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In-Brief: May 3rd, 2018

 In Brief is NEAETC's news service covering the latest developments and educational resources about HIV, hepatitis, health disparities, and related topics. To subscribe, please click HERE.

More News from the 25th Conference on Retroviruses and Opportunistic Infections (CROI)

Global HIV Spending Peaked at About $50 Billion in 2013, According to Health Financing Network

Between 2000 and 2015, global HIV spending totaled approximately $563 billion, according to a recent report in the journal Lancet from the Global Burden of Disease Health Financing Collaborator Network.  Annual funding tripled from about $16.3 billion in 2000 to a peak of about $49.7 billion in 2013, and then decreased to about $48.9 billion by 2015.  During 2015 – the latest year covered by the study – approximately 19% ($9.3 billion) of total HIV funding was spent on prevention, and 56% ($27.3 billion) was dedicated to HIV care and treatment. 

“Despite the considerable domestic response to HIV/AIDS, many low-income and middle-income countries remain dependent on development assistance for health to fund HIV/AIDS programmes,” according to the report. “Development assistance for health made up most of the total spending on HIV/AIDS in high prevalence (1–5%) countries in 2015. In extremely high prevalence (>5%) countries, development assistance for health comprises half of HIV/AIDS spending. Low-income countries make up half of high-prevalence countries and a third of extremely high-prevalence countries.” 

The report authors conclude that, “High-prevalence countries reliant on development assistance for health must plan strategically so that decreases in external financing do not alter trajectories towards ending the transmission of HIV and sustaining HIV-positive populations with antiretroviral therapy . . . Potential ways to offset declines in external HIV/AIDS funding include reallocating more government resources to the health sector, reallocating more government health resources to HIV/AIDS, or reallocating government HIV/AIDS resources to focus on the most effective approaches to HIV/AIDS prevention or treatment.”

The Center for Strategic and International Studies and the Kaiser Family Foundation recently hosted a forum, “Global HIV/AIDS Financing Amidst Uncertainty,” in which experts discussed key findings of the funding report and their implications for global efforts to end the HIV pandemic.  An audio recording of the forum is available here.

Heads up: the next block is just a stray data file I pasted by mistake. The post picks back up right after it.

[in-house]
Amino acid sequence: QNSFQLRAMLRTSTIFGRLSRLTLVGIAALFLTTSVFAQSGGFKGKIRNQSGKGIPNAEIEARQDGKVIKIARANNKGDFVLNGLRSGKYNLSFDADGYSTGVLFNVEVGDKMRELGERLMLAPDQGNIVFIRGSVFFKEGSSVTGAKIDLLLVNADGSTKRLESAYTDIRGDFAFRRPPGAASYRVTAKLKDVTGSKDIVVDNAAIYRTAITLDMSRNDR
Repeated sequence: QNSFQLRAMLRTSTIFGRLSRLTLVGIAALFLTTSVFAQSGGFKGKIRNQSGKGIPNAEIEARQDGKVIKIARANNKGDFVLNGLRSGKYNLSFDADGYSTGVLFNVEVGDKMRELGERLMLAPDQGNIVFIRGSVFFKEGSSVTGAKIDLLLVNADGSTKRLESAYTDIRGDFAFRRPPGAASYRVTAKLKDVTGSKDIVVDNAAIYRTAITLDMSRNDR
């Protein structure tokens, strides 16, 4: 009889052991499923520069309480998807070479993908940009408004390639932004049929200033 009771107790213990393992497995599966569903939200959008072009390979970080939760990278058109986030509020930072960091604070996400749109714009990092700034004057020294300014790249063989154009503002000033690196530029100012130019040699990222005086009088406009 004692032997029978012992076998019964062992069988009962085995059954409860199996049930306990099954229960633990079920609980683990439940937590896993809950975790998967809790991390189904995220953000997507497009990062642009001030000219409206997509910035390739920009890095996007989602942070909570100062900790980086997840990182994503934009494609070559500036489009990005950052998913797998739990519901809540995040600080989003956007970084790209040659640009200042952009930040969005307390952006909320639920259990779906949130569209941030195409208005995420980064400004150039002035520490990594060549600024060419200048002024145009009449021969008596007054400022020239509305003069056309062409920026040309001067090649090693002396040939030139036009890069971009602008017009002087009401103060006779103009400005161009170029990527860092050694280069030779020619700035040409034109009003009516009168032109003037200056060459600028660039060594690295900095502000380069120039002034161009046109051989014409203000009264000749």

IAS Annual Letter Outlines Policy Questions and Commitments for 2018

In its recent 2018 annual letter, AIDS Is (Still) Political, the International AIDS Society (IAS) notes that, despite recent global scientific advances and increased sharing of best practices to prevent, diagnose, and treat HIV infection, progress toward ending the HIV pandemic varies widely across the globe.  While the number of new HIV infections was cut nearly in half worldwide, in parts of Eastern Europe, new infections have risen 60% since 2010. IAS contends that politics – and, in particular, harmful political choices – explain why progress in some nations and regions has faltered. The IAS letter addresses four “uncomfortable questions” about the epidemic: 1) Who are we ending AIDS for? 2) Why is prevention falling behind? 3) How should donor nations support the response to HIV in low- and middle-income countries outside of Southern and Eastern Africa? and 4) How ready are we, as the HIV community, to embrace other approaches to managing the epidemic?

The IAS letter then goes on to present the following organizational commitments to its members for 2018:

  • to link HIV with the broader global health agenda; 
  • to Push science to drive policy;
  • to Unite interdisciplinary scientists, community advocates. and frontline healthcare workers at AIDS 2018;
  • to Invest in prevention prioritization; 
  • to make groundbreaking HIV research available; and  
  • to make the money work for people-centered healthcare.